WICHITA VORTEX SUTRA (1966)I'm an old man now, and a lonesome man in Kansas but not afraid to speak my lonesomeness in a car, because not only my lonesomeness it's Ours, all over America, O tender fellows-- & spoken lonesomeness is Prophecy in the moon 100 years ago or in the middle of Kansas now. It's not the vast plains mute our mouths that fill at midnite with ecstatic language when our trembling bodies hold each other breast to breast on a matress-- Not the empty sky that hides the feeling from our faces nor our skirts and trousers that conceal the bodylove emanating in a glow of beloved skin, white smooth abdomen down to the hair between our legs, It's not a God that bore us that forbid our Being, like a sunny rose all red with naked joy between our eyes & bellies, yes All we do is for this frightened thing we call Love, want and lack-- fear that we aren't the one whose body could be beloved of all the brides of Kansas City, kissed all over by every boy of Wichita-- O but how many in their solitude weep aloud like me-- On the bridge over the Republican River almost in tears to know how to speak the right language-- on the frosty broad road uphill between highway embankments I search for the language that is also yours-- almost all our language has been taxed by war. Radio antennae high tension wires ranging from Junction City across the plains-- highway cloverleaf sunk in a vast meadow lanes curving past Abilene to Denver filled with old heroes of love-- to Wichita where McClure's mind burst into animal beauty drunk, getting laid in a car in a neon misted street 15 years ago-- to Independence where the old man's still alive who loosed the bomb that's slaved all human consciousness and made the body universe a place of fear-- Now, speeding along the empty plain, no giant demon machine visible on the horizon but tiny human trees and wooden houses at the sky's edge I claim my birthright! reborn forever as long as Man in Kansas or other universe--Joy reborn after the vast sadness of War Gods! A lone man talking to myself, no house in the brown vastness to hear, imaging the throng of Selves that make this nation one body of Prophecy languaged by Declaration as Happiness! I call all Powers of imagination to my side in this auto to make Prophecy, all Lords of human kingdoms to come Shambu Bharti Baba naked covered with ash Khaki Baba fat-bellied mad with the dogs Dehorahava Baba who moans Oh how wounded, How wounded Sitaram Onkar Das Thakur who commands give up your desire Satyananda who raises two thumbs in tranquility Kali Pada Guha Roy whose yoga drops before the void Shivananda who touches the breast and says OM Srimata Krishnaji of Brindaban who says take for your guru William Blake the invisible father of English visions Sri Ramakrishna master of ecstasy eyes half closed who only cries for his mother Chaitanya arms upraised singing & dancing his own praise merciful Chango judging our bodies Durga-Ma covered with blood destroyer of battlefield illusions million-faced Tathagata gone past suffering Preserver Harekrishna returning in the age of pain Sacred Heart my Christ acceptable Allah the Compassionate One Jahweh Righteous One all Knowledge-Princes of Earth-man, all ancient Seraphim of heavenly Desire, Devas, yogis & holymen I chant to-- Come to my lone presence into this Vortex named Kansas, I lift my voice aloud, make Mantra of American language now, I here declare the end of the War! Ancient days' Illusion! and pronounce words beginning my own millennium. Let the States tremble, let the Nation weep, let Congress legislate it own delight let the President execute his own desire-- this Act done by my own voice, nameless Mystery-- published to my own senses, blissfully received by my own form approved with pleasure by my sensations manifestation of my very thought accomplished in my own imagination all realms within my consciousness fulfilled 60 miles from Wichita near El Dorado, The Golden One, in chill earthly mist houseless brown farmland plains rolling heavenward in every direction one midwinter afternoon Sunday called the day of the Lord-- Pure Spring Water gathered in one tower where Florence is set on a hill, stop for tea & gas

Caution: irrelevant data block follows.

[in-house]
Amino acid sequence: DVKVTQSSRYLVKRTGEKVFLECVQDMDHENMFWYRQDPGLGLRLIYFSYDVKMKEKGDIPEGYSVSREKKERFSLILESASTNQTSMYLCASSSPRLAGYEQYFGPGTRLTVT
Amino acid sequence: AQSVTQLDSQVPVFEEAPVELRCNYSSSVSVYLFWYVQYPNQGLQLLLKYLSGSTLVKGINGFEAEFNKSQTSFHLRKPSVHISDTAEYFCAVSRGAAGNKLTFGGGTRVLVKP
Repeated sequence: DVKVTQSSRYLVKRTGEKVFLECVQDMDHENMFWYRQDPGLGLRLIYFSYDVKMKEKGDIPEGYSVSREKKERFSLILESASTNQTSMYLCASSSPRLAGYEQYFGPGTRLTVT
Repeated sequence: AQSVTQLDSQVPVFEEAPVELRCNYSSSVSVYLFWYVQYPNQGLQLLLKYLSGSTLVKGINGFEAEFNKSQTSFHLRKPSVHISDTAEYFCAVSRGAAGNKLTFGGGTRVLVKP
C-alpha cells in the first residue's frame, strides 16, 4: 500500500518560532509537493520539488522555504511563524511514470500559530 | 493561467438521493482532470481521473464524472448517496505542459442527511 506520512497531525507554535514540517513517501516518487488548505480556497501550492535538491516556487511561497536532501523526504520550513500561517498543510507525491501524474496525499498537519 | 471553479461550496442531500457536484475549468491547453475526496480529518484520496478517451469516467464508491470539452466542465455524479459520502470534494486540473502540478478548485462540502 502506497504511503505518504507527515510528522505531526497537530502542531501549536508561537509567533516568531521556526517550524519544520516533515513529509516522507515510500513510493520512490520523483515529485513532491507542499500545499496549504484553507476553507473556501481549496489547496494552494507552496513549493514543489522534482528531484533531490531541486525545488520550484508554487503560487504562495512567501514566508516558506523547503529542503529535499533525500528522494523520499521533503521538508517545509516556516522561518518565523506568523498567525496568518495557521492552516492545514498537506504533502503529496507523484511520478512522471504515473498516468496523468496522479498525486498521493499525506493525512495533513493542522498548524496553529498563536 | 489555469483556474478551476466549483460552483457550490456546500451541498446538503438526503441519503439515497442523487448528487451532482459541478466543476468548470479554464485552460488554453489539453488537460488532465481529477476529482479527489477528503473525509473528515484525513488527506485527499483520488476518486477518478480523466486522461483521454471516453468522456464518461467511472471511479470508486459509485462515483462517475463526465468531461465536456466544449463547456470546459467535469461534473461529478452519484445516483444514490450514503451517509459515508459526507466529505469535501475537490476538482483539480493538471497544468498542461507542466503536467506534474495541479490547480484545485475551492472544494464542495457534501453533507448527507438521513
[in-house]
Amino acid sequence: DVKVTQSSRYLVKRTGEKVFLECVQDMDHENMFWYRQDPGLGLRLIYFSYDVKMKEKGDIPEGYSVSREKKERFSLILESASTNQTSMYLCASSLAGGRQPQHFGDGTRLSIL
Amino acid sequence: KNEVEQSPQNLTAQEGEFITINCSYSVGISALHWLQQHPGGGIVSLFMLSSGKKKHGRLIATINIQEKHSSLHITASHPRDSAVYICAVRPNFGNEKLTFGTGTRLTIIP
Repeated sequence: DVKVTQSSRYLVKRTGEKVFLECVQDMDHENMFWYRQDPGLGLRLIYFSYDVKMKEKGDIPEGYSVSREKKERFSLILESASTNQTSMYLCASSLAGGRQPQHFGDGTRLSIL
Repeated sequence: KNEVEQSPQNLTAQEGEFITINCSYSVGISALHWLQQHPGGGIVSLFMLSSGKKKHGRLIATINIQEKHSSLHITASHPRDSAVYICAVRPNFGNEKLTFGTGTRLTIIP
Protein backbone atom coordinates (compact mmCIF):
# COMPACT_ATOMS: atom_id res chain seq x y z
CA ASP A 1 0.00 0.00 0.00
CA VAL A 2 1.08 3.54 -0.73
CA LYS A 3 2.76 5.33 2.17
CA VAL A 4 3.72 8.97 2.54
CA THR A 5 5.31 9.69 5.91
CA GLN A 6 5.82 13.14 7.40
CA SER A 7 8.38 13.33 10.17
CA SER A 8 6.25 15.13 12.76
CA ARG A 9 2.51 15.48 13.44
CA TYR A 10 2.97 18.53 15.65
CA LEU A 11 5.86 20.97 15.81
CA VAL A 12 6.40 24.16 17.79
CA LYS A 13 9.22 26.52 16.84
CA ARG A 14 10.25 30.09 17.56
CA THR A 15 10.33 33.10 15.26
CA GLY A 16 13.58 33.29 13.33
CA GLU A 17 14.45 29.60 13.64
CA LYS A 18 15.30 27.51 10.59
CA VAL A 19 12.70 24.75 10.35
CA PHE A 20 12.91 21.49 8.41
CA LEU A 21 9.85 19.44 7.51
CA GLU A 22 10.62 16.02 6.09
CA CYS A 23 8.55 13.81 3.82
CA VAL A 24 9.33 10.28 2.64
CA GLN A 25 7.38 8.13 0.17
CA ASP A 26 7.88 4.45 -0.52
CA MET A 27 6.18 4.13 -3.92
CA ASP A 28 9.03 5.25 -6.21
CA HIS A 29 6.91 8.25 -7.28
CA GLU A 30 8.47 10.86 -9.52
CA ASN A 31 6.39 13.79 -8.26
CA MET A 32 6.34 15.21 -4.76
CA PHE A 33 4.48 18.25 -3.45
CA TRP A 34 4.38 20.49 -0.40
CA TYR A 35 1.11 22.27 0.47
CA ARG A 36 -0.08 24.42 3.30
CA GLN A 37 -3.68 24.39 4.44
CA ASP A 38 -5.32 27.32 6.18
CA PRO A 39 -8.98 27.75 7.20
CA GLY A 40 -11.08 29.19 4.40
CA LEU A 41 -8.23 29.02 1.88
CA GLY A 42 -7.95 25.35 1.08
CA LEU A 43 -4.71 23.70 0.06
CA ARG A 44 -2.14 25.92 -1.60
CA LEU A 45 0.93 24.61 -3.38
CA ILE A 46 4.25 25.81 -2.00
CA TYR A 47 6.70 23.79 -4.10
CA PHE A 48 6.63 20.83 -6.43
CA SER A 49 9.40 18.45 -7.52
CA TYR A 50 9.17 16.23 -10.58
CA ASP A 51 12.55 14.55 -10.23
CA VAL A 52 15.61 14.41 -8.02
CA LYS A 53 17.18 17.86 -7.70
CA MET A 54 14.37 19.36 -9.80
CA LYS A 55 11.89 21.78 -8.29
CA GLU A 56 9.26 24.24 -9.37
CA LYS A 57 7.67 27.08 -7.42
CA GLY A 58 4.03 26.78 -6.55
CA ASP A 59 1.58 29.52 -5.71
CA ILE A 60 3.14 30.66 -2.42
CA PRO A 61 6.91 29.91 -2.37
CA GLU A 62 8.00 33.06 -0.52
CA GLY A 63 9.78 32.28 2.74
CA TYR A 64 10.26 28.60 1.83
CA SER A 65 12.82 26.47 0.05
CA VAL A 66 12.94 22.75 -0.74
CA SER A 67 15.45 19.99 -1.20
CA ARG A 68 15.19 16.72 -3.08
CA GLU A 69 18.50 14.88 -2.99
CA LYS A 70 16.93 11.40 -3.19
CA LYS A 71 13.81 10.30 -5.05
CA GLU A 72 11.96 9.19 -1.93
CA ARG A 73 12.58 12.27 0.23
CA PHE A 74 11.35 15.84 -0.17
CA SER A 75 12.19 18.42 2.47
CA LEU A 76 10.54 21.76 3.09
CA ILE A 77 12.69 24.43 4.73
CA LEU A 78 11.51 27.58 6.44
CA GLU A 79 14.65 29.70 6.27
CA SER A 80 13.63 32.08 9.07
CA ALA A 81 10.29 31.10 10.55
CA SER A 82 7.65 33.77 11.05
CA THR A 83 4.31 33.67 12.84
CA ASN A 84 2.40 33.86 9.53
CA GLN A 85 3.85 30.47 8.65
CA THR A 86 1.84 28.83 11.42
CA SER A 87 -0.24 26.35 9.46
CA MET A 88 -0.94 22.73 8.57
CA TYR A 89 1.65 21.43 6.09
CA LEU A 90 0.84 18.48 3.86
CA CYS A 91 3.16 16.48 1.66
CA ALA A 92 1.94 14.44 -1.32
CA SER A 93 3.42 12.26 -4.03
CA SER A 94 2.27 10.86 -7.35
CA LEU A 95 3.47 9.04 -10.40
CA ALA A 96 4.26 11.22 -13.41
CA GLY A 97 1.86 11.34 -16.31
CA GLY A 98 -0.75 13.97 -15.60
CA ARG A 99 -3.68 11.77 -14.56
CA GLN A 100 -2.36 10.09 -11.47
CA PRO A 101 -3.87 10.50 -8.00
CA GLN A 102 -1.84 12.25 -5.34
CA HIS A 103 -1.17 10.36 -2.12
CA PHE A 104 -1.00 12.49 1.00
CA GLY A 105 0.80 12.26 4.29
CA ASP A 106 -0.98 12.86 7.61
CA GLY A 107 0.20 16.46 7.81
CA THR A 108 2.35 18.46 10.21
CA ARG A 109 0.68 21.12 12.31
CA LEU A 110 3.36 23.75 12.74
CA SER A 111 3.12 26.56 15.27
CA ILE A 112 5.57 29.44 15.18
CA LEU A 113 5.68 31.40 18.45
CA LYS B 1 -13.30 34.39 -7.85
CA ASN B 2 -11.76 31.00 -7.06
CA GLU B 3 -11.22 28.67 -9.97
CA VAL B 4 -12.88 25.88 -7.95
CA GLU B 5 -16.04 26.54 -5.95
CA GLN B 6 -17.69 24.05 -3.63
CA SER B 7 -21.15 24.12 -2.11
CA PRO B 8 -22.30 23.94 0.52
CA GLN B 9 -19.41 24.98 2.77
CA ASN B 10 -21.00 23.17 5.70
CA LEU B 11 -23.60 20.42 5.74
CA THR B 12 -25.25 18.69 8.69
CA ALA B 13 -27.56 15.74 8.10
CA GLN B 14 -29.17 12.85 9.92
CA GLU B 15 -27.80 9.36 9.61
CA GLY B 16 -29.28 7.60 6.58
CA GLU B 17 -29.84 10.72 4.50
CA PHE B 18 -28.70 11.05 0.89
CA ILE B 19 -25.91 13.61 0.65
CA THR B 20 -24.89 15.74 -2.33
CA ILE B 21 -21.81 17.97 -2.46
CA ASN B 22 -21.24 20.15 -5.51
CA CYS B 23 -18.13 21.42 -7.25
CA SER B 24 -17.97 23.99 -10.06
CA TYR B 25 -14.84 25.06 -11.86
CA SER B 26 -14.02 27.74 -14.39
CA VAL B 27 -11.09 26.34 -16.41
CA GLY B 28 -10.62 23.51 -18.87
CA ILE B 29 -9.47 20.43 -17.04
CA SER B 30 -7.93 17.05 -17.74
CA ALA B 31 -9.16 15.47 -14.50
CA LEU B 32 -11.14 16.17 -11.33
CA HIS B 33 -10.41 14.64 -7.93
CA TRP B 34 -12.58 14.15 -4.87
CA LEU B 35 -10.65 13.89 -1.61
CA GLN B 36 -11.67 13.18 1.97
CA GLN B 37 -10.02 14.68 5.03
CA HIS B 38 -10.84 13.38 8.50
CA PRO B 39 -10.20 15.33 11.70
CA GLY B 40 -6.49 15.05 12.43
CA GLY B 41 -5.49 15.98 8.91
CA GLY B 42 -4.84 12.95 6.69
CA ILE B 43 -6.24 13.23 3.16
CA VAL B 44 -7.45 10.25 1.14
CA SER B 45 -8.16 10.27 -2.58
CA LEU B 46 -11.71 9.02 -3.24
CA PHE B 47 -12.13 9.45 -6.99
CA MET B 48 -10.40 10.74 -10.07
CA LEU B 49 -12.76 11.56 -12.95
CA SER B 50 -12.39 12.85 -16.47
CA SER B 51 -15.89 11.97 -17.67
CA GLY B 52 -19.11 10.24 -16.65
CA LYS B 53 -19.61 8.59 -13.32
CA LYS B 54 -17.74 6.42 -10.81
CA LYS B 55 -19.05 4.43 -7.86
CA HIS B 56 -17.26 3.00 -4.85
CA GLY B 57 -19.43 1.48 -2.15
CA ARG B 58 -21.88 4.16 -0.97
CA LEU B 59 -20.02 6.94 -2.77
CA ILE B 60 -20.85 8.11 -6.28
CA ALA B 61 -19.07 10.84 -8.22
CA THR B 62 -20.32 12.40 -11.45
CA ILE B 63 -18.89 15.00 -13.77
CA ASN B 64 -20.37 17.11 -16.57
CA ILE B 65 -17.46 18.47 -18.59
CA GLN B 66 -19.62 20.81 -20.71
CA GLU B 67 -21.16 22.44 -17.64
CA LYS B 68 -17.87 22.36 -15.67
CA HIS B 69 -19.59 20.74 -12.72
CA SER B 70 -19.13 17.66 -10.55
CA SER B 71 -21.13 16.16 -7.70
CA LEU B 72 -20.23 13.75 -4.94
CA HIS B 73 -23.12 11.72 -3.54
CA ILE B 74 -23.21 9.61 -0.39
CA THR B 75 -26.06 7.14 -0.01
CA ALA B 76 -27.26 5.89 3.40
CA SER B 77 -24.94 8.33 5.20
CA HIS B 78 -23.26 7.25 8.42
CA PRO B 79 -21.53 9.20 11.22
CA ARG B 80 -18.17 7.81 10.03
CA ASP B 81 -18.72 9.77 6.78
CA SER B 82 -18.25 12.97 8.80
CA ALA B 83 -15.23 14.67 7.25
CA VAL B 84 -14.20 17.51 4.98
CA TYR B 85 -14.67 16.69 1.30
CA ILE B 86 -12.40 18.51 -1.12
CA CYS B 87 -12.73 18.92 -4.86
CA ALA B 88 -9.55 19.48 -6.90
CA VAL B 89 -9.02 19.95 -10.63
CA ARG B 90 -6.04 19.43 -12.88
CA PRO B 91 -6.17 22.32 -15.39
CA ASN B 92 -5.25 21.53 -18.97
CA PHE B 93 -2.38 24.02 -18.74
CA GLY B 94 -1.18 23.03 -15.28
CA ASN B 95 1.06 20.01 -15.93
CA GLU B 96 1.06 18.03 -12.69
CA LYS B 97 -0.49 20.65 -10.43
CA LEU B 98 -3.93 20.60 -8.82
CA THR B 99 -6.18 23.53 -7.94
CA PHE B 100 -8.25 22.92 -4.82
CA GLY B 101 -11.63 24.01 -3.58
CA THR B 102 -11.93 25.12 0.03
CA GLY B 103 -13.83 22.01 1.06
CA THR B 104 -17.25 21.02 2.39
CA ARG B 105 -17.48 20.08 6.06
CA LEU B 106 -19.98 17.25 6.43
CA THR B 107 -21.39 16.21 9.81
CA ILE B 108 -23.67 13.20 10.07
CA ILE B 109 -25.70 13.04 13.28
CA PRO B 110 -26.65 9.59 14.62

Most of the Beat poets, Jack Kerouac, Allen Ginsberg, Carl Solomon, Gary Snyder, Herbert Huncke, and Bob Kaufman had served in the merchant marines at one time or the other. A person I call my Merchant Marine Friend, who was sort of a prototype mentor for me during my first two years of high school, had met two of those eventual six or so Beats. One he had known for some time, the other mostly in passing. The one he knew was Bob Kaufman. Jack Kerouac he met through Kaufman. l met Kaufman a couple of times when he visited my merchant marine friend.